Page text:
Toddlers as Investigators

Understanding Emergent Curriculum 

Melissa Pinkham | May 2023

Understanding Toddler’s Inquiry

Two-year-old Fiona is very interested in the small indoor sink that is used for hand washing. Ana, her teacher, observes Fiona’s fascination with bubbles and sponges. Since the sink inside has a specific purpose, Ana redirects Fiona to the water table and adds liquid soap with sponges and dishes for Fiona to explore. Ana is responsive to Fiona’s curiosity and need for autonomy, while at the same time teaching respectful boundaries about the environment.

All toddlers, like Fiona, are fueled by curiosity and full of questions about the world. Toddler programs need to provide many opportunities for inquiry, exploration, and play. Through observation, reflection, interpretation, and planning, teachers can gain an understanding of the children’s curiosities. With this knowledge, educators can thoughtfully plan curriculums and environments that support all the areas of a toddler’s development.

The emergent curriculum provides a method of planning based on children’s inquiries that is particularly sensitive to and respectful of this critical stage of development. Toddlers bring their inquiries and questions to the teachers, which in turn, supports the teachers’ curriculum planning creating a partnership in the learning process.

Partnership in the learning process

Learning Through Play

It is essential for educators to understand the value of play in toddlers’ learning. Play is self-initiated and allows children to be actively engaged, taking charge of their own learning in all domains. As Elizabeth Jones and John Nimmo urged decades ago in their foundational book, Emergent Curriculum, play allows toddlers plenty of active participation with their environment as well as the opportunity to investigate their ideas. (1994). When toddlers play, they make sense of their questions through the physical environment while interacting with objects, often with repetition, to develop an understanding of how things work. They use open-ended materials such as sand, dirt, blocks, and water to find a deeper meaning to their questions. When the materials promote problem solving, imaginative play, scientific inquiry, and sensory exploration, they become resources for rich learning.  

In addition, toddlers learn through their physical bodies by climbing, jumping, running, and other large-motor activities (Maguire-Fong. 2015). Outdoor play supports whole body development. When toddlers play outside, they become inventive, explore the environment at their own pace, and begin the process of taking initiative. Children who play outdoors regularly are more curious, self-directed, and are likely to have longer attention with a task (Louv 2005).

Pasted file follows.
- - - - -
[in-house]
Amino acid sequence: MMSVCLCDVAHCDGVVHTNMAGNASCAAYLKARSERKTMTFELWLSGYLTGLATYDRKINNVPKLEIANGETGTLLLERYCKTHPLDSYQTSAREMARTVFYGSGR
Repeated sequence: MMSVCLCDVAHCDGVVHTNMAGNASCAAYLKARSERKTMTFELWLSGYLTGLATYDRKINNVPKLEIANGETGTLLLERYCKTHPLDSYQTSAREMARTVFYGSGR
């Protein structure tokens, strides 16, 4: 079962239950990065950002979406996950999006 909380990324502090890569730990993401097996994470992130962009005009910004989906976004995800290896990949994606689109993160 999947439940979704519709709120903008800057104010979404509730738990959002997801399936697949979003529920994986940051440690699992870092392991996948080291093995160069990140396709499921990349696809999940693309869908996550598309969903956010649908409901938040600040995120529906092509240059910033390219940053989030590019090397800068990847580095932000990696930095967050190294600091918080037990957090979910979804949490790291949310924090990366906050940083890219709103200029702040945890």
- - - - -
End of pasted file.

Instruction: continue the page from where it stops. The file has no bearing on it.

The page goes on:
Play also offers toddlers opportunities for peer scaffolding, in which a more experienced peer supports or extends the knowledge of another. One child might have the language to express an idea to a nonverbal peer, creating a new opportunity for language development. As they play and interact with people in their environment, toddlers learn about interpersonal relationships and begin to understand.

Peer scaffolding

Breaking Away from Scripts

Unfortunately, thematic curriculums designed for toddlers have developed “scripts”, based around predetermined topics chosen by teachers and schools. Responsive curriculums, on the other hand, allow teachers to break away from tight scripts and respond to toddlers’ current interests, in order to meet their needs.   

Toddlers’ most effective and meaningful learning takes place when the presented topic or idea is of interest to the child.  For example, at one toddler program, the teachers observe the children’s desire to cook and create mixtures using plants and raw materials. The teachers respond by adding spices and edible dried flowers to invite the children to explore the process of scientific inquiry.

Two-year-old Naomi finds delight in this exploration and invites another toddler, Irene, to join. More ingredients are added, mixed, and ground. The two toddlers talk about their creation.

“It’s cake!”

“No, it’s miso soup!”

This activity extends in many directions for a long part of the morning and reflects their desire to stay involved in the activity and further their investigation of spices.

Natural materials are intriguing to toddlers and support healthy dispositions for learning. 

Natural materials are intriguing

The Art of listening: Toddler’s Inquiries